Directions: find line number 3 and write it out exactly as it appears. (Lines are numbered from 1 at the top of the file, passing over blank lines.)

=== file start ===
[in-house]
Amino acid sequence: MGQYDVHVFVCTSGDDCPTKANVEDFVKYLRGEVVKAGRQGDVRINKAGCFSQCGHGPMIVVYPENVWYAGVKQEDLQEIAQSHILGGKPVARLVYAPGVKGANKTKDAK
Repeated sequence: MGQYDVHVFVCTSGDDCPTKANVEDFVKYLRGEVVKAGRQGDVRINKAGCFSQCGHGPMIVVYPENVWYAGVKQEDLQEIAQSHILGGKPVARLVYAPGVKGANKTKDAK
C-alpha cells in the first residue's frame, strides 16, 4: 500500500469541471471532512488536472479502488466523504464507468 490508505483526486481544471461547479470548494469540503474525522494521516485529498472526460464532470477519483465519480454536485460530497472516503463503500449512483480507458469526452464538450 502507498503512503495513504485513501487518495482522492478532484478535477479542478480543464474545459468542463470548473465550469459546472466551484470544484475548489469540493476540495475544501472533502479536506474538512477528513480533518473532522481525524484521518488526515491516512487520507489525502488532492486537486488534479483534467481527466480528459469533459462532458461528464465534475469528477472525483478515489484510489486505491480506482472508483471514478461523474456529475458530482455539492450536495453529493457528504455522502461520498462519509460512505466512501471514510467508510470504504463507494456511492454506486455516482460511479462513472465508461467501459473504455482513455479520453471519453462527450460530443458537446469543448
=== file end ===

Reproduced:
Repeated sequence: MGQYDVHVFVCTSGDDCPTKANVEDFVKYLRGEVVKAGRQGDVRINKAGCFSQCGHGPMIVVYPENVWYAGVKQEDLQEIAQSHILGGKPVARLVYAPGVKGANKTKDAK